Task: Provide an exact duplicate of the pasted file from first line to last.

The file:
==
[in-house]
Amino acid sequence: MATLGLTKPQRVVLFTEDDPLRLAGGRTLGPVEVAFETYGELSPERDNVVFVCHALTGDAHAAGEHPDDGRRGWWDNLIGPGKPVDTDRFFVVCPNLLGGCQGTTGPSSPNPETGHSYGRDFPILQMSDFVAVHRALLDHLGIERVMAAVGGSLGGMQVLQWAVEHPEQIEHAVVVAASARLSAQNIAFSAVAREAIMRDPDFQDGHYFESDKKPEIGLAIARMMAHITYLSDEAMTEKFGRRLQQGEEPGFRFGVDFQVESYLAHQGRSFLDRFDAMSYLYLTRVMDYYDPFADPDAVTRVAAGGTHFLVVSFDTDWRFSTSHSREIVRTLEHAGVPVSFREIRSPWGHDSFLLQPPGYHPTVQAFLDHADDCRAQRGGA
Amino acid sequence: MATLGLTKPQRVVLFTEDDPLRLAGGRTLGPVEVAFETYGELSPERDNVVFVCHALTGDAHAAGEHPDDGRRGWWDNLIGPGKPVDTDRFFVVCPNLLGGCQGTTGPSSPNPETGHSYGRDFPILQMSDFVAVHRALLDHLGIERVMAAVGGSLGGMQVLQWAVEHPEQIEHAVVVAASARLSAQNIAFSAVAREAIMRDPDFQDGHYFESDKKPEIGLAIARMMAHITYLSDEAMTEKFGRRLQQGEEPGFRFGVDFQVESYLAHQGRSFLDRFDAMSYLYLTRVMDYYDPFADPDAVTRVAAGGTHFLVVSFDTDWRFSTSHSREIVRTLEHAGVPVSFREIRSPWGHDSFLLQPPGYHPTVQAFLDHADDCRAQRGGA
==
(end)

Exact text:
[in-house]
Amino acid sequence: MATLGLTKPQRVVLFTEDDPLRLAGGRTLGPVEVAFETYGELSPERDNVVFVCHALTGDAHAAGEHPDDGRRGWWDNLIGPGKPVDTDRFFVVCPNLLGGCQGTTGPSSPNPETGHSYGRDFPILQMSDFVAVHRALLDHLGIERVMAAVGGSLGGMQVLQWAVEHPEQIEHAVVVAASARLSAQNIAFSAVAREAIMRDPDFQDGHYFESDKKPEIGLAIARMMAHITYLSDEAMTEKFGRRLQQGEEPGFRFGVDFQVESYLAHQGRSFLDRFDAMSYLYLTRVMDYYDPFADPDAVTRVAAGGTHFLVVSFDTDWRFSTSHSREIVRTLEHAGVPVSFREIRSPWGHDSFLLQPPGYHPTVQAFLDHADDCRAQRGGA
Amino acid sequence: MATLGLTKPQRVVLFTEDDPLRLAGGRTLGPVEVAFETYGELSPERDNVVFVCHALTGDAHAAGEHPDDGRRGWWDNLIGPGKPVDTDRFFVVCPNLLGGCQGTTGPSSPNPETGHSYGRDFPILQMSDFVAVHRALLDHLGIERVMAAVGGSLGGMQVLQWAVEHPEQIEHAVVVAASARLSAQNIAFSAVAREAIMRDPDFQDGHYFESDKKPEIGLAIARMMAHITYLSDEAMTEKFGRRLQQGEEPGFRFGVDFQVESYLAHQGRSFLDRFDAMSYLYLTRVMDYYDPFADPDAVTRVAAGGTHFLVVSFDTDWRFSTSHSREIVRTLEHAGVPVSFREIRSPWGHDSFLLQPPGYHPTVQAFLDHADDCRAQRGGA